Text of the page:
Lack of business competence of entrepreneurs and support systems: There is increasing evidence that despite the presence of entrepreneurial skills, poor access to training systems and low ability to take risks minimises entrepreneurship development. For instance, in India only 22% of aspiring entrepreneurs who plan to start business have access to formal or informal training in India, against an Asia average of 44%1. The lack of connect between supporting entities and entrepreneurs further inhibits the growth of these enterprises.

Poor access to key business inputs: Over 32% of enterprises have inadequate market linkages2 leading to irregular revenue cycles. In the case of finance, only 5% of enterprises have access to formal finance3 as banks view MSMEs as risky investments. The gap in debt finance is accentuated due to un-served micro and underserved small enterprises which constitute 80% of MSMEs in India.

Lack of a robust and lucrative ecosystem: There is increasing evidence that poor infrastructure and inadequate market support systems are among key factors that limit the growth of the MSME sector in emerging economies.

Transforming the Rural Micro-Enterprise Landscape

Against this backdrop, the Development Alternatives Group is planning to develop a digital marketplace, which will fulfill the service gap between entrepreneurs and service providers, and a financial platform that will ensure continuity of credit support to micro entrepreneurs.

It has operationalised a self-sustaining business entity to service the needs of entrepreneurs as well as other key stakeholders in the ecosystem, across geographies and sectors through its special purpose vehicle - India Micro Enterprise Development Foundation (IMEDF). IMEDF aims to create a positive ecosystem for boosting entrepreneurship in India by addressing this gap and developing itself as the one stop-shop solution for enterprise development support. This will be achieved in a phased manner, wherein the first phase will demonstrate micro enterprise development in sectors like rural services, basic needs provision and agri processing (for boosting economic development) and green building materials and waste (for environment sustainability). The second phase will focus on piloting the financial platform, a catalytic credit support fund that will mobilise resources from various stakeholders and ensure acceleration of enterprise development.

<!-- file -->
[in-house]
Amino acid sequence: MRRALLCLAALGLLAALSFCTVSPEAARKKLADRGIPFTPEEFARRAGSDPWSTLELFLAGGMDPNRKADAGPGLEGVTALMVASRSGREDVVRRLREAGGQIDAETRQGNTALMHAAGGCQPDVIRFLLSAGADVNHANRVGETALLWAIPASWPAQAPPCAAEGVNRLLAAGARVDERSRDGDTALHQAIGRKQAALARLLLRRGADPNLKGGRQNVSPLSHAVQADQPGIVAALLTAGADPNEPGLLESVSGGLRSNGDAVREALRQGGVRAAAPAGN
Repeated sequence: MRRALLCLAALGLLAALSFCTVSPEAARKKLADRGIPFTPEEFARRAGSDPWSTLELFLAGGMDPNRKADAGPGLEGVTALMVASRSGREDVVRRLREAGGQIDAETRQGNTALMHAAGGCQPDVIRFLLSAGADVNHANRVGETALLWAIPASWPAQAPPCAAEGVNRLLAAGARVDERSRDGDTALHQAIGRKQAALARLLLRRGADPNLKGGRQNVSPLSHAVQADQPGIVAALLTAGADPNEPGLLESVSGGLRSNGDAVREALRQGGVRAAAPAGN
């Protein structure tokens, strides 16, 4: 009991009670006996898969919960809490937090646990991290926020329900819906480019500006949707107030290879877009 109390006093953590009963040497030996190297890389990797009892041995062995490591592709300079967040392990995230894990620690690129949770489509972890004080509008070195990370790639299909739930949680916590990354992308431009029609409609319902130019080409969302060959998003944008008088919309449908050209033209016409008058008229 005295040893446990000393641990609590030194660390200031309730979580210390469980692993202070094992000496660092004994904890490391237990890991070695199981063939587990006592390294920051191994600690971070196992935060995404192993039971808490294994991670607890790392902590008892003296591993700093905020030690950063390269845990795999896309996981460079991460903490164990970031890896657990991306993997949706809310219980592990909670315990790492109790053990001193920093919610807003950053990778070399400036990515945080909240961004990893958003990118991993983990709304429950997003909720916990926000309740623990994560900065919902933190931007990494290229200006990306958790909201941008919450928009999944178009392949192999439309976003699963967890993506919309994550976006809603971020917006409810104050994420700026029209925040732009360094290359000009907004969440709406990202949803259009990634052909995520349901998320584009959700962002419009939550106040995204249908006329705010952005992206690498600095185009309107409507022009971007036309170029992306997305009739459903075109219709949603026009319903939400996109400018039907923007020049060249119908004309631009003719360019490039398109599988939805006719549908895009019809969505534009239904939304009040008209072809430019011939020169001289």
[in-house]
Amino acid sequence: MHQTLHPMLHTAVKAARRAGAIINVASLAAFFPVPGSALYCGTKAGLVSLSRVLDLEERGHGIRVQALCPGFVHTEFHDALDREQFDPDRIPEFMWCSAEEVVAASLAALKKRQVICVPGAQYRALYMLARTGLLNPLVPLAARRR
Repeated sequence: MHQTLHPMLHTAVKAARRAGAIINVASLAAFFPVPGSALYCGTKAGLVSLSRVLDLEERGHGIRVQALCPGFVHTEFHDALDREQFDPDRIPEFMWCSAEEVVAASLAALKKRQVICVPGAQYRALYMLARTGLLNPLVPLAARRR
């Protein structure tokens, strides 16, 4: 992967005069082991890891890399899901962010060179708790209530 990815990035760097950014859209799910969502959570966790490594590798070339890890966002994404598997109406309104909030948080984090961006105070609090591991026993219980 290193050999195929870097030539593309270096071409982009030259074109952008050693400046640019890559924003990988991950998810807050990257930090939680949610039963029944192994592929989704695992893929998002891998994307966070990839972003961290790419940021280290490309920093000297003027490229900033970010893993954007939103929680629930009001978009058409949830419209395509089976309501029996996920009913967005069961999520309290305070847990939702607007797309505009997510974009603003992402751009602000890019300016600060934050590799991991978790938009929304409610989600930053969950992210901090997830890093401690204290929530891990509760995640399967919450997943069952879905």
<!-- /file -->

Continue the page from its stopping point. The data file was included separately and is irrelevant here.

It has been conceptualised in a manner, such that the systems that are set up are self-propelling. The digital marketplace and the catalytic fund will be embedded within the self-sustaining special purpose vehicle – IMEDF. By doing so, these engines will continue to service more businesses with information and networking support contributing to building local prosperity and wealth. In addition to this, sustained interactivity between stakeholders would be ensured through monitoring and information sharing mechanisms operating on the digital platform.

Moving forward in subsequent years, this will be scaled out to impact larger areas through a network of ‘acceleration hubs’ run by civil society organisations. These network partners will then be supported to provide high quality enterprise support services through direct handholding and digital tools. The platforms will converge on the digital market place, which will facilitate knowledge exchange. Five years down the line, IMEDF aims to support at least 100 enterprises per day, accelerating enterprise development across the country.

Priyali Bhardwaj
and Leon Sra

1 Gallup Business Journal, 2012
2 International Finance Cooperation, 2012
3 International Finance Cooperation, 2012